What makes elections so attractive to terrorists?

What makes elections so attractive to terrorists?

What makes elections so attractive to terrorists?

Opinions about events beyond our borders.
Oct. 22 2008 2:25 PM

Why Do Terrorists Love To Strike Around Elections?

And what can we expect in the coming weeks?

Osama Bin Laden in a video released days before the 2004 presidential election 

According to the "prediction market" of Rasmussen polls, Barack Obama has an 87 percent chance of winning the presidential election. That's a pretty high number, but if there were a prediction market in which people who've worked in counterterrorism would bet on the likelihood that we'll soon be hearing from Osama Bin Laden, the number would almost certainly be even higher.

A surprise could be of the proverbial October variety, or it could come sometime after the election—perhaps within the six months that Joe Biden said would produce a major test of a President Obama. The record clearly shows that jihadists see the run-up to an election and the months just afterward as an opportune time to act.


Everyone remembers the Bin Laden video that was released days before the 2004 presidential election and the Madrid train-station bombings that occurred 72 hours before Spain's national elections in March of that year. When the conservative government of José María Aznar mistakenly attributed the attacks to Basque separatists, the public punished his party, which was felt to be pretending that its unpopular support for the war in Iraq had nothing to do with the attacks. The socialists, led by José Luis Rodríguez Zapatero, had been trailing in the polls, but after the government's blunder, they thumped the conservatives by a five-point margin.

Those are only the best-known jihadist interventions. Alongside them should be added the first bombing of the World Trade Center on Feb. 26, 1993, a little more than a month after Bill Clinton took office, and the attack on the USS Cole on Oct. 12, 2000, three weeks before that year's Bush-Gore matchup. Last year, radicals attempted multiple car bombings in London and Glasgow, Scotland, three days after Gordon Brown's June 27 installation as Britain's prime minister. And let's not forget the murder of Benazir Bhutto while she was campaigning in Pakistan or the September 2004 bombing of the Australian Embassy in Jakarta, Indonesia, which preceded the Australian elections by a month.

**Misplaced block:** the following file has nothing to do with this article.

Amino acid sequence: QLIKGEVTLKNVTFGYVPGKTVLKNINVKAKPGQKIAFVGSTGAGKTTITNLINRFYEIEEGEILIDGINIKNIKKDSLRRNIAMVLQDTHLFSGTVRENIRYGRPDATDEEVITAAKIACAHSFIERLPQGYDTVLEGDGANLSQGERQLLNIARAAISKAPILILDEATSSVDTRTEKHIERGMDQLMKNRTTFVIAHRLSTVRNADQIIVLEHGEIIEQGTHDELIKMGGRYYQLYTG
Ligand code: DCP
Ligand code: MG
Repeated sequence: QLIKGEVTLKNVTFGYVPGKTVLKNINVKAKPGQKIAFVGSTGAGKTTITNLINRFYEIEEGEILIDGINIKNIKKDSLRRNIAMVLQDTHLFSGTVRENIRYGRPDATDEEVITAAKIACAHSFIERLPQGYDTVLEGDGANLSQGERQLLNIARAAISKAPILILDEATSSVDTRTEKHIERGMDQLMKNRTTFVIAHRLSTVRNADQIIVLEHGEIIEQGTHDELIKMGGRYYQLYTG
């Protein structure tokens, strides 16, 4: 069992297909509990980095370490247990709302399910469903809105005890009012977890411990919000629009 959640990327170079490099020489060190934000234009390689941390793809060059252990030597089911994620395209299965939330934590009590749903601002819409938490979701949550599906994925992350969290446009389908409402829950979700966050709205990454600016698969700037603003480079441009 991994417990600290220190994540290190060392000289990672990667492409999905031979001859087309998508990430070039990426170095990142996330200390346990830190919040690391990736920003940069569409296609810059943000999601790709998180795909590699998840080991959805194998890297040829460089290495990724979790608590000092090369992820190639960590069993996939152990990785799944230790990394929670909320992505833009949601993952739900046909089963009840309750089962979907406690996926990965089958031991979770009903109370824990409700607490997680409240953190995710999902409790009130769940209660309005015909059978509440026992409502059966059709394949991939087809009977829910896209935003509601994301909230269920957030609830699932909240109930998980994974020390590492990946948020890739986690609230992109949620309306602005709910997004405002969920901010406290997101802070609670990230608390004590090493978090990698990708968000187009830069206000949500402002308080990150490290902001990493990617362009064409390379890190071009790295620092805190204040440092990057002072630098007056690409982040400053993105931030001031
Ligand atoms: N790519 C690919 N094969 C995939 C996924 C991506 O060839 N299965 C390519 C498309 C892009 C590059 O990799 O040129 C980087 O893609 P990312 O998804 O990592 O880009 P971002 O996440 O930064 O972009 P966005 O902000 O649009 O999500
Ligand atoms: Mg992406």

What makes elections and transitions so attractive to terrorists? After the October 2004 Bin Laden video was released, I wrote here about jihadists' need to leave their fingerprints on big events. These are the seam moments, the points of inflection in history, and the terrorists want to demonstrate that they are central players in determining outcomes. They especially want to show their Muslim audience that they are having a powerful impact on the world stage and are the global actors they claim to be. Do they try to tilt events to help preferred candidates or parties? There isn't much evidence to support that—and the terrorists seem to have some regard for the law of unintended consequences, so I don't think they believe they can act with sufficient precision to ensure, for example, a victory for McCain or Obama. (The outcome of the 2004 Spanish election was a freak event; no one could have predicted that Aznar's government would have botched its reaction to the bombings.)

That said, jihadist ideology does suggest that even though they despise all U.S. leaders, they know which leader would be better for their cause. There is a thick vein of Leninist thinking running through radical Islamism—Sayyid Qutb explicitly advocated the creation of a revolutionary vanguard of true believers. Another inheritance from Lenin was the notion that a hard-line enemy was better for mobilizing supporters than one who played down animus.